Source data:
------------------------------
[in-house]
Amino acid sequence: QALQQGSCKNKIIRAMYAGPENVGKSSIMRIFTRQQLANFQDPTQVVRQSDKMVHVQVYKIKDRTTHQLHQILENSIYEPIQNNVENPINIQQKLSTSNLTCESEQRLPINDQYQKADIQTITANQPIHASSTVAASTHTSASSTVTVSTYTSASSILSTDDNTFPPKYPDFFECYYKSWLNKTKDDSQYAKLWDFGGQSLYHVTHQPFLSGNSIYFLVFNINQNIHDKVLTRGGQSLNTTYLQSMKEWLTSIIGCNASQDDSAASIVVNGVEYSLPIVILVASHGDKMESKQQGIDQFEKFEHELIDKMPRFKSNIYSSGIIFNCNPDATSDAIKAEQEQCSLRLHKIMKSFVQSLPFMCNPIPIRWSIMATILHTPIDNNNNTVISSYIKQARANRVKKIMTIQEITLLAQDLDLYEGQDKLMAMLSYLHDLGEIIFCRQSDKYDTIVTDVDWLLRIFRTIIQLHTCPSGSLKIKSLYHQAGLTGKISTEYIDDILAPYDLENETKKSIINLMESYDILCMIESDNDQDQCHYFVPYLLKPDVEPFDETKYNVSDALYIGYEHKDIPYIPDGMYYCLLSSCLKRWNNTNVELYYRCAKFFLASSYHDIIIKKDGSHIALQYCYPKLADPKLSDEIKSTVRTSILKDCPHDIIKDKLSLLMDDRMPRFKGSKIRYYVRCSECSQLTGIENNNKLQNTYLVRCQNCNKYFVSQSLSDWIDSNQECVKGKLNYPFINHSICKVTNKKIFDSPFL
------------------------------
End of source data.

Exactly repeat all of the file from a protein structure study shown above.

[in-house]
Amino acid sequence: QALQQGSCKNKIIRAMYAGPENVGKSSIMRIFTRQQLANFQDPTQVVRQSDKMVHVQVYKIKDRTTHQLHQILENSIYEPIQNNVENPINIQQKLSTSNLTCESEQRLPINDQYQKADIQTITANQPIHASSTVAASTHTSASSTVTVSTYTSASSILSTDDNTFPPKYPDFFECYYKSWLNKTKDDSQYAKLWDFGGQSLYHVTHQPFLSGNSIYFLVFNINQNIHDKVLTRGGQSLNTTYLQSMKEWLTSIIGCNASQDDSAASIVVNGVEYSLPIVILVASHGDKMESKQQGIDQFEKFEHELIDKMPRFKSNIYSSGIIFNCNPDATSDAIKAEQEQCSLRLHKIMKSFVQSLPFMCNPIPIRWSIMATILHTPIDNNNNTVISSYIKQARANRVKKIMTIQEITLLAQDLDLYEGQDKLMAMLSYLHDLGEIIFCRQSDKYDTIVTDVDWLLRIFRTIIQLHTCPSGSLKIKSLYHQAGLTGKISTEYIDDILAPYDLENETKKSIINLMESYDILCMIESDNDQDQCHYFVPYLLKPDVEPFDETKYNVSDALYIGYEHKDIPYIPDGMYYCLLSSCLKRWNNTNVELYYRCAKFFLASSYHDIIIKKDGSHIALQYCYPKLADPKLSDEIKSTVRTSILKDCPHDIIKDKLSLLMDDRMPRFKGSKIRYYVRCSECSQLTGIENNNKLQNTYLVRCQNCNKYFVSQSLSDWIDSNQECVKGKLNYPFINHSICKVTNKKIFDSPFL